Wednesday, 31 October 2012

Flipping Out

The next exercise is No. 46, Flipping Out: to write a higher-order function that flips the order of the arguments of an input function.  the lesson today is how to define a function when you do not know how many arguments it will be passed when it is called.

So I am writing a function flip-out that takes a function f as argument and returns a new function...

(def flip-out
  (fn [f]...

What does is new function supposed to do when I call it?  If there are no arguments, it returns whatever the starting function would have returned:

     ([] (f))
No, it doesn't return the function we started with , which would be:

    ([] f) calls said function and returns the result:

     ([] (f))
If the new function is called with one argument x then call the function with that argument:

      ([x] (f x))
If it is called with two arguments x and y then call the function with these arguments but in the other order as per the spec:

      ([x y] (f y x))
And finally if there are more than two argument our parameter list looks like this: the first argument x, the second argument y, and then a sequence of the remaining arguments conventionally labelled more:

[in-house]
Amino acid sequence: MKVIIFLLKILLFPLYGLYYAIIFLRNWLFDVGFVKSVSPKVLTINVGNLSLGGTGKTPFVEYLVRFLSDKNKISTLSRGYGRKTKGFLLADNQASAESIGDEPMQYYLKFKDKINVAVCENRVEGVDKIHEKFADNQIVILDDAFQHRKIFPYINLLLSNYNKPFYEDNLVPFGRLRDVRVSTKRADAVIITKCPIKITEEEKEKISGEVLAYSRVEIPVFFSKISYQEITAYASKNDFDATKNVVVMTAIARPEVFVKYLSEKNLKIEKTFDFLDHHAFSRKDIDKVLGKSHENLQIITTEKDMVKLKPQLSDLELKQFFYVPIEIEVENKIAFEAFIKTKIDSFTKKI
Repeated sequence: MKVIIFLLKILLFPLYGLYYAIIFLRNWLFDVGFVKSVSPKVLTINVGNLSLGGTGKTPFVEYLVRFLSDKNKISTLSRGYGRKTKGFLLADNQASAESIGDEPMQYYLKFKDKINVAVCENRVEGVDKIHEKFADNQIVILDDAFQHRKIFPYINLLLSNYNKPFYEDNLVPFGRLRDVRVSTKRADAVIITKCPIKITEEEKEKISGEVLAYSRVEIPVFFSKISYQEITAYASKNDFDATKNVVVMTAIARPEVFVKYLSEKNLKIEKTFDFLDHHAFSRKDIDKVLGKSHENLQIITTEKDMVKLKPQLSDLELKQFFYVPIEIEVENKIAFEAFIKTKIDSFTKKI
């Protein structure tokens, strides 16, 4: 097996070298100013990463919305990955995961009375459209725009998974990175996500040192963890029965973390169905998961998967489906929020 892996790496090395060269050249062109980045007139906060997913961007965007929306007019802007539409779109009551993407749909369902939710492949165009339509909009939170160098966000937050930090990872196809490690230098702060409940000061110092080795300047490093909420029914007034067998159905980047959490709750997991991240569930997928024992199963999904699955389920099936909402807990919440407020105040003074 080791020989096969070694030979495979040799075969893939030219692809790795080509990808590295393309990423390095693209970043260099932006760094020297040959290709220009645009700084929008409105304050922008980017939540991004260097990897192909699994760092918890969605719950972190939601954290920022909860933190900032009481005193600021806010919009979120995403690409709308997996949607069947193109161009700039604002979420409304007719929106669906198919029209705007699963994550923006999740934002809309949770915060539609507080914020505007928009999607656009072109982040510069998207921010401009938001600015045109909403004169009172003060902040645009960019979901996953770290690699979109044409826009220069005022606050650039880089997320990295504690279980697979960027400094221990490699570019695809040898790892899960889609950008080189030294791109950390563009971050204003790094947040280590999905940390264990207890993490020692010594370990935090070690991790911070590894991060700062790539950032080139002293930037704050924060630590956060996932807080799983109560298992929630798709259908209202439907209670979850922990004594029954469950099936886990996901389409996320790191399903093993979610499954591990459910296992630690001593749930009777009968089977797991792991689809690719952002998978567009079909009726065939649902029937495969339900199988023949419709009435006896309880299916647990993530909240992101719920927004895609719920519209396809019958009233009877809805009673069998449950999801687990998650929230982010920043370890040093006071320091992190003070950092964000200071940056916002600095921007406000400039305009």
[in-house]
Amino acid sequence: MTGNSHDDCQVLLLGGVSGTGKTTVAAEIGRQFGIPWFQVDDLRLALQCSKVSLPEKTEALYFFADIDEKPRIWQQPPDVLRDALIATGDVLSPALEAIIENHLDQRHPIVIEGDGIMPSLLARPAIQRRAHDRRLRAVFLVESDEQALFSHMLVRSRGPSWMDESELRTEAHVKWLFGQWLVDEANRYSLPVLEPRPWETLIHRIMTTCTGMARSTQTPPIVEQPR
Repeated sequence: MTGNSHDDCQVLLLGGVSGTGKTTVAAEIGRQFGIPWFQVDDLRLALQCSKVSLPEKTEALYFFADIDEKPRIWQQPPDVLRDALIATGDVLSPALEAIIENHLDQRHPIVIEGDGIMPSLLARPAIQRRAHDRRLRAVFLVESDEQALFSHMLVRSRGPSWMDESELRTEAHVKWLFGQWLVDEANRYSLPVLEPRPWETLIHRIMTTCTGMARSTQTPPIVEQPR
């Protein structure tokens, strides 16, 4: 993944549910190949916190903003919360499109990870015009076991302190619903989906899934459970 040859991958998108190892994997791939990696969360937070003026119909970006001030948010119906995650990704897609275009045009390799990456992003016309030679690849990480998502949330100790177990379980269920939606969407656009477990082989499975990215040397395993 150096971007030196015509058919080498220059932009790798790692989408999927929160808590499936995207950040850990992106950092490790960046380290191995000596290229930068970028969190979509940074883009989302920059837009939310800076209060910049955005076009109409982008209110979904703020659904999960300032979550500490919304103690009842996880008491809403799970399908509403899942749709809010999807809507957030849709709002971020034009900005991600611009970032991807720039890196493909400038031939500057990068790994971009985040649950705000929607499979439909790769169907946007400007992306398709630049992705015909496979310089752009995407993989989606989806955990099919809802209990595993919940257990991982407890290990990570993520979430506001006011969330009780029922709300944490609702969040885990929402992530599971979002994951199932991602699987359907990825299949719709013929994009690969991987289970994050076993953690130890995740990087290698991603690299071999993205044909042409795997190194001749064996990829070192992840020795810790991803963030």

[x y & more]
So we rebuild the argument list and reverse it:

 (reverse (cons x (cons y more)))

...and apply our original function to the result. There is a higher-order function that does this, coincidentally called apply.  For example:

user=> (+ 1 2 3 4)
user=> (apply + '(1 2 3 4)) ; same thing

So we use apply thus:

    (apply f (reverse (cons x (cons y more))))
So the whole function looks like this:

(def flip-out
  (fn [f]
        ([] (f))
        ([x] (f x))
        ([x y] (f y x))
        ([x y & more] (apply f (reverse (cons x (cons y more))))))))

This defines the result as a function for testing.  To stick this into the 4Clojure page we need just the bit inside the definition.

Monday, 29 October 2012


If you unexpectedly find yourself ahead of schedule on a large project, take another good look at the spec.  Maybe you forgot something important early on - -